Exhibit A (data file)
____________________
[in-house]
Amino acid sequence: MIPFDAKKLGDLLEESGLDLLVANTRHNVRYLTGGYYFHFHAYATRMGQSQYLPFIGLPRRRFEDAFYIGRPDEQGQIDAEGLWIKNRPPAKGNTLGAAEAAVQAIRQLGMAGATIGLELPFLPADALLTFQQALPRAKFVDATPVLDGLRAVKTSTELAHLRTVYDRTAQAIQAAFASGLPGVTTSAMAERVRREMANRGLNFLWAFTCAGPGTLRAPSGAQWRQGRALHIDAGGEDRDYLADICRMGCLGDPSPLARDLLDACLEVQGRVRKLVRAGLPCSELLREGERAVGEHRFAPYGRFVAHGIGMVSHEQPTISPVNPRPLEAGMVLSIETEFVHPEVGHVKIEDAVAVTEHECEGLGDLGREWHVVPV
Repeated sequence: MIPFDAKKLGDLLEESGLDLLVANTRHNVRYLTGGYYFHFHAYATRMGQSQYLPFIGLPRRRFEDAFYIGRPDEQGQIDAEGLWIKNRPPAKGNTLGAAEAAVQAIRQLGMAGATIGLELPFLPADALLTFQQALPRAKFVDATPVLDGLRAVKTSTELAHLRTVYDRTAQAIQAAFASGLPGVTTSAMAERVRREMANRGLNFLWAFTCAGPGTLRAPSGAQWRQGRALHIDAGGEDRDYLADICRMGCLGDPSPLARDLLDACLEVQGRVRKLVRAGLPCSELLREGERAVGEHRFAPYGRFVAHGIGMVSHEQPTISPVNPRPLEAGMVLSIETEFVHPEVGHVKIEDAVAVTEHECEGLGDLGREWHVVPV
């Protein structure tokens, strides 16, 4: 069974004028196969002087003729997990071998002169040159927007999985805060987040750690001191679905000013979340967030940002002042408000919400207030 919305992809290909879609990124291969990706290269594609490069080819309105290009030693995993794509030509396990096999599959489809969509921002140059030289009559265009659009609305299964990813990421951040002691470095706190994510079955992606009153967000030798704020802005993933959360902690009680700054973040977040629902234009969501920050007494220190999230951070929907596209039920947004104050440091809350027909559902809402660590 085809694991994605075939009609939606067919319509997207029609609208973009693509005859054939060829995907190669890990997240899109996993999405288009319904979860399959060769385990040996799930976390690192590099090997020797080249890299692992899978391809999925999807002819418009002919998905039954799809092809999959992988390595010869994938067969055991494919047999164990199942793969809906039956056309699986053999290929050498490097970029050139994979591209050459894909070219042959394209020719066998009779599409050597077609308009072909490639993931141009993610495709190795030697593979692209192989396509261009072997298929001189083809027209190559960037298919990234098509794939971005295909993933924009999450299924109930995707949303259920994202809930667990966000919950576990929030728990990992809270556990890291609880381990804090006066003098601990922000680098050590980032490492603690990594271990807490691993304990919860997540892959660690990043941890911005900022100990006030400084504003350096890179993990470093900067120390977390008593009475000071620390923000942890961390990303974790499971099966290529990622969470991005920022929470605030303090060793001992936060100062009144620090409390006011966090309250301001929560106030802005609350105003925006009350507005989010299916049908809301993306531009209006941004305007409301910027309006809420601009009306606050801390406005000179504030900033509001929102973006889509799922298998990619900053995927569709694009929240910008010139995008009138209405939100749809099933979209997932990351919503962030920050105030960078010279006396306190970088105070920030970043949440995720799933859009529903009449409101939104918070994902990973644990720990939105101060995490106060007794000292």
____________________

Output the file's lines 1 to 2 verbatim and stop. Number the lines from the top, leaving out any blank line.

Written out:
[in-house]
Amino acid sequence: MIPFDAKKLGDLLEESGLDLLVANTRHNVRYLTGGYYFHFHAYATRMGQSQYLPFIGLPRRRFEDAFYIGRPDEQGQIDAEGLWIKNRPPAKGNTLGAAEAAVQAIRQLGMAGATIGLELPFLPADALLTFQQALPRAKFVDATPVLDGLRAVKTSTELAHLRTVYDRTAQAIQAAFASGLPGVTTSAMAERVRREMANRGLNFLWAFTCAGPGTLRAPSGAQWRQGRALHIDAGGEDRDYLADICRMGCLGDPSPLARDLLDACLEVQGRVRKLVRAGLPCSELLREGERAVGEHRFAPYGRFVAHGIGMVSHEQPTISPVNPRPLEAGMVLSIETEFVHPEVGHVKIEDAVAVTEHECEGLGDLGREWHVVPV